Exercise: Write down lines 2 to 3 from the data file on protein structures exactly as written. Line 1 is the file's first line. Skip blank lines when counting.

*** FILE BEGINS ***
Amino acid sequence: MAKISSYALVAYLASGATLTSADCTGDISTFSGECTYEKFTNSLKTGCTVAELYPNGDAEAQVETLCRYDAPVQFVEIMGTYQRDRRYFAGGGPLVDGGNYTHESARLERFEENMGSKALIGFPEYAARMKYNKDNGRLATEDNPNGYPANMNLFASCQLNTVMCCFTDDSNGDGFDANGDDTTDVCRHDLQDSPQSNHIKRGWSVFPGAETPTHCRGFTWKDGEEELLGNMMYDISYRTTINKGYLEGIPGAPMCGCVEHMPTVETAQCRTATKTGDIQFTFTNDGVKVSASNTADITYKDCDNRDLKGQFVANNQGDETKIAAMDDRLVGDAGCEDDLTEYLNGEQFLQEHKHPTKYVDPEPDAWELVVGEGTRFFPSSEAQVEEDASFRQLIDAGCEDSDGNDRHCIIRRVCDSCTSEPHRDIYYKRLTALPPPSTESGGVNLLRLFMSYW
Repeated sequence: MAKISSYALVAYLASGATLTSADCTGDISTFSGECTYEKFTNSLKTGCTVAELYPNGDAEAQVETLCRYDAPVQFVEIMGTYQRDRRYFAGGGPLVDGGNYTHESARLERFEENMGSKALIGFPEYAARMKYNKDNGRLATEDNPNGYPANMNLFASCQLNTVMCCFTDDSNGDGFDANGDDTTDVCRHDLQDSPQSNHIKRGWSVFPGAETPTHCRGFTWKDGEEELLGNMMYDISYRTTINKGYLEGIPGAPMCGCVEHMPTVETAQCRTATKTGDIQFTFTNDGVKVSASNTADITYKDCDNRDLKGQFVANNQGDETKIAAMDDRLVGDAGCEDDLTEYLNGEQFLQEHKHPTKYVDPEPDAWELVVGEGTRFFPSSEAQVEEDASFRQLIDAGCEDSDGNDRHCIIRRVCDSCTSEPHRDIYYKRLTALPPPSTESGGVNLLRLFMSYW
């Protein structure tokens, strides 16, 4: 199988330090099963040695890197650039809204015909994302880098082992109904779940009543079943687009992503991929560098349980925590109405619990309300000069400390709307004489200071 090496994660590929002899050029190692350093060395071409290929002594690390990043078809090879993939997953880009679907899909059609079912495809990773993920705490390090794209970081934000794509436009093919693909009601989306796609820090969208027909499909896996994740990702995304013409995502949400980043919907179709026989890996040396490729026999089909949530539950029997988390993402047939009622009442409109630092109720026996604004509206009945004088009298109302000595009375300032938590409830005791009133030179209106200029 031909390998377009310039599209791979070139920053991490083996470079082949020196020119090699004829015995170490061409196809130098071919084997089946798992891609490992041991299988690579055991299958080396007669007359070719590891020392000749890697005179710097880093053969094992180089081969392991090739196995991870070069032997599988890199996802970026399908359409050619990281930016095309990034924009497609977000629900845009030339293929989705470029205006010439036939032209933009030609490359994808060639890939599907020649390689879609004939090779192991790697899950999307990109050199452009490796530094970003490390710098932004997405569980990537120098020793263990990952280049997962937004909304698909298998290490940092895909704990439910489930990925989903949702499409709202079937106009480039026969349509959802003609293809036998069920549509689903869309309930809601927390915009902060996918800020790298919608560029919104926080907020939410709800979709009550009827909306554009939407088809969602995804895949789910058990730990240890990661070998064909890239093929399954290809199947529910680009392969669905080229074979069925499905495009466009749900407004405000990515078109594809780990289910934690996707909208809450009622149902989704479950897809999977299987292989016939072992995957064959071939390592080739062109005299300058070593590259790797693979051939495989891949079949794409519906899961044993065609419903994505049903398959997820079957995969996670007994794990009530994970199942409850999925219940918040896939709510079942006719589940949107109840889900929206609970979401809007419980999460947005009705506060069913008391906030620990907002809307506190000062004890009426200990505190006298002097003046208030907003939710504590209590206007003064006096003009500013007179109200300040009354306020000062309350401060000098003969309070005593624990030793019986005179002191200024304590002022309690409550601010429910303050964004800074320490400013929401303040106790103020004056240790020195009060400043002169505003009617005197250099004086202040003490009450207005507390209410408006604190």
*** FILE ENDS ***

Repeated sequence: MAKISSYALVAYLASGATLTSADCTGDISTFSGECTYEKFTNSLKTGCTVAELYPNGDAEAQVETLCRYDAPVQFVEIMGTYQRDRRYFAGGGPLVDGGNYTHESARLERFEENMGSKALIGFPEYAARMKYNKDNGRLATEDNPNGYPANMNLFASCQLNTVMCCFTDDSNGDGFDANGDDTTDVCRHDLQDSPQSNHIKRGWSVFPGAETPTHCRGFTWKDGEEELLGNMMYDISYRTTINKGYLEGIPGAPMCGCVEHMPTVETAQCRTATKTGDIQFTFTNDGVKVSASNTADITYKDCDNRDLKGQFVANNQGDETKIAAMDDRLVGDAGCEDDLTEYLNGEQFLQEHKHPTKYVDPEPDAWELVVGEGTRFFPSSEAQVEEDASFRQLIDAGCEDSDGNDRHCIIRRVCDSCTSEPHRDIYYKRLTALPPPSTESGGVNLLRLFMSYW
């Protein structure tokens, strides 16, 4: 199988330090099963040695890197650039809204015909994302880098082992109904779940009543079943687009992503991929560098349980925590109405619990309300000069400390709307004489200071 090496994660590929002899050029190692350093060395071409290929002594690390990043078809090879993939997953880009679907899909059609079912495809990773993920705490390090794209970081934000794509436009093919693909009601989306796609820090969208027909499909896996994740990702995304013409995502949400980043919907179709026989890996040396490729026999089909949530539950029997988390993402047939009622009442409109630092109720026996604004509206009945004088009298109302000595009375300032938590409830005791009133030179209106200029 031909390998377009310039599209791979070139920053991490083996470079082949020196020119090699004829015995170490061409196809130098071919084997089946798992891609490992041991299988690579055991299958080396007669007359070719590891020392000749890697005179710097880093053969094992180089081969392991090739196995991870070069032997599988890199996802970026399908359409050619990281930016095309990034924009497609977000629900845009030339293929989705470029205006010439036939032209933009030609490359994808060639890939599907020649390689879609004939090779192991790697899950999307990109050199452009490796530094970003490390710098932004997405569980990537120098020793263990990952280049997962937004909304698909298998290490940092895909704990439910489930990925989903949702499409709202079937106009480039026969349509959802003609293809036998069920549509689903869309309930809601927390915009902060996918800020790298919608560029919104926080907020939410709800979709009550009827909306554009939407088809969602995804895949789910058990730990240890990661070998064909890239093929399954290809199947529910680009392969669905080229074979069925499905495009466009749900407004405000990515078109594809780990289910934690996707909208809450009622149902989704479950897809999977299987292989016939072992995957064959071939390592080739062109005299300058070593590259790797693979051939495989891949079949794409519906899961044993065609419903994505049903398959997820079957995969996670007994794990009530994970199942409850999925219940918040896939709510079942006719589940949107109840889900929206609970979401809007419980999460947005009705506060069913008391906030620990907002809307506190000062004890009426200990505190006298002097003046208030907003939710504590209590206007003064006096003009500013007179109200300040009354306020000062309350401060000098003969309070005593624990030793019986005179002191200024304590002022309690409550601010429910303050964004800074320490400013929401303040106790103020004056240790020195009060400043002169505003009617005197250099004086202040003490009450207005507390209410408006604190």